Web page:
Watch These Anime to Learn About Bits of Japanese Culture

A benefit of watching any kind of foreign media is the opportunity to learn more about its place of origin, and anime is no exception. Series like Naruto or Demon Slayer put an imaginative spin on well-known pieces of Japanese culture, like ninjas and samurai. Others, like Aggretsuko, discuss the social issues unique to living in Japan. But most, especially anime like Toradora, simply exist in the country and follow standard media tropes.

Through all of these examples and more, anime fans can pick up tidbits of Japanese culture. Typically, the audience can learn how the school year is structured and the events that take place throughout, or common characters in folklore like yokai. Still, there are other anime that go deeper than what the Japanese may consider common knowledge. These series explore something that’s inherently unique to the country. For anime fans interested in learning more pieces of Japanese culture, these shows are a good place to start. RELATED: Japan’s Kami and Their Influence in Anime, Explained


Those Snow White Notes

Every part of the world has its own instruments, and Japan is no exception. Those Snow White Notes showcases one such instrument, known as the shamisen. To Western audiences, its look is comparable to a banjo or a lute. Those Snow White Notes utilizes the shamisen every chance it can, incorporating it into the show’s soundtrack and the opening and ending songs. Along the way, the audience hears historic stories connected to the instrument, as well as a sampling of styles and techniques players utilize.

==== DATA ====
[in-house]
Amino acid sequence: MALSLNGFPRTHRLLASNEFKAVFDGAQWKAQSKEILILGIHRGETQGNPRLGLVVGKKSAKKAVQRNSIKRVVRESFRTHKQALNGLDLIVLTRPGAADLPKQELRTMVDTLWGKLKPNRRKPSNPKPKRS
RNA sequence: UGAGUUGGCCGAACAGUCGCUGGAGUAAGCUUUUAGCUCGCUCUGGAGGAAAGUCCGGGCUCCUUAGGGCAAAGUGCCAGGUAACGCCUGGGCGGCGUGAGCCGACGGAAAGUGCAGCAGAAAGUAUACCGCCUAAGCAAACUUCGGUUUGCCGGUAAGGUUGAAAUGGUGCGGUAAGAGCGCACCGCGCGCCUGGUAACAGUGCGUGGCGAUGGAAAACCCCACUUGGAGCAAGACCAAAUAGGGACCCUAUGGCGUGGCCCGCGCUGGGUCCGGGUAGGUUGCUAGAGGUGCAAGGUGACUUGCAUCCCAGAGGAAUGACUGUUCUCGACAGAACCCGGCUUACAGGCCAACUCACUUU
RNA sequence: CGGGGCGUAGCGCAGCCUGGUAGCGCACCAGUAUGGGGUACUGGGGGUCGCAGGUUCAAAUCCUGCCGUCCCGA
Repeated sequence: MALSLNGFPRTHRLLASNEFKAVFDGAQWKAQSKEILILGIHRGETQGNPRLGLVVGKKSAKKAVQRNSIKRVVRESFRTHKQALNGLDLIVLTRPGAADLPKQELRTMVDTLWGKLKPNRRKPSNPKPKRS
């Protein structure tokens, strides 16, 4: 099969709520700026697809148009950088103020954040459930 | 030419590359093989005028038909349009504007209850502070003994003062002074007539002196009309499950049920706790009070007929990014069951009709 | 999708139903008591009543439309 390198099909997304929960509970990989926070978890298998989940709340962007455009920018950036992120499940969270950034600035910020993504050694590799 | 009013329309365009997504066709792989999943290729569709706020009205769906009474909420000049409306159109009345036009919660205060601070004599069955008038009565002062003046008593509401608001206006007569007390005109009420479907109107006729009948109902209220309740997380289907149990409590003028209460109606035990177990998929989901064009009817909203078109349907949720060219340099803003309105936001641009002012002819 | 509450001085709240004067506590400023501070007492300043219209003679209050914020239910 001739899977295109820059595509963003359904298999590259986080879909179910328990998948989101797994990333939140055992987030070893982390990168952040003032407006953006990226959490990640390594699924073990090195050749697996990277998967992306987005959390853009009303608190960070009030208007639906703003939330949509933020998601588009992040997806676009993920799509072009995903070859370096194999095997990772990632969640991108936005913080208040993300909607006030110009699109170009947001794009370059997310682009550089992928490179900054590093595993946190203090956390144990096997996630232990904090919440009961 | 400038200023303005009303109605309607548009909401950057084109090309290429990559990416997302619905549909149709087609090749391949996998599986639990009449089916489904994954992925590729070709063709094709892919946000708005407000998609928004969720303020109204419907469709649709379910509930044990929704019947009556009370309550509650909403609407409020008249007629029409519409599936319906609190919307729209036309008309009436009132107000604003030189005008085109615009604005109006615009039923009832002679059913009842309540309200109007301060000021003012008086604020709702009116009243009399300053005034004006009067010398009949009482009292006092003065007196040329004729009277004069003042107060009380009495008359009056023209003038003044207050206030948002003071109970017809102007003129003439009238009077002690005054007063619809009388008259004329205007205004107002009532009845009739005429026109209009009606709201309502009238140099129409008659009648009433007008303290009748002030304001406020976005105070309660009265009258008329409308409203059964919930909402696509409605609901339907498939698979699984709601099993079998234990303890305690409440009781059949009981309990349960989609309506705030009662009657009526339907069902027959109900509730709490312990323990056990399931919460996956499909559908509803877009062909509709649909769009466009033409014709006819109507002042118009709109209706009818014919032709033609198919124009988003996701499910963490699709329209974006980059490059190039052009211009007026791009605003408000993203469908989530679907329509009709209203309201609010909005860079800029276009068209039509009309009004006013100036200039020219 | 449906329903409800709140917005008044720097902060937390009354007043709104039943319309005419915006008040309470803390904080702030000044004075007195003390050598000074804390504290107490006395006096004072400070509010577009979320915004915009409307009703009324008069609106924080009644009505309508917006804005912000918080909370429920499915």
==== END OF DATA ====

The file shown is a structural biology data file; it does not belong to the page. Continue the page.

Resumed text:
Amidst these deeper dives into the shamisen and showcases of its sound, Snow White Notes is a story of struggle. Protagonist Sawamura Setsu runs away to Tokyo after the death of his grandfather, as master shamisen player, but can’t escape the hold the instrument has on him. Unfortunately, he also can’t escape his mother, who is determined to have him carry on his grandfather’s legacy. He reluctantly joins his high school’s shamisen club, which is in desperate need of someone with his talent.


As the season progresses, Setsu grapples with his identity and whether he is wanted. He’s competing for the first time in years, but it feels like all anyone wants to hear from him is his grandfather’s sound. Within this conflict, Snow White Notes tackles the heavy burden that a legacy can be. RELATED: Kagerou Project: a Look Into the Popular Music-Based Franchise

Kono Oto Tomare! Sounds of Life

Much like Those Snow White Notes, Kono Oto Tomare! puts the spotlight on a specific cultural instrument. However, this one holds a loftier position than the shamisen as Japan’s national instrument. The koto is steeped in tradition but, like many things, isn’t particularly popular with younger generations. The series makes this evident from the beginning of Episode 1, where the koto club’s room has been taken over by bullies and club president Kurata Takezou is unable to stop it.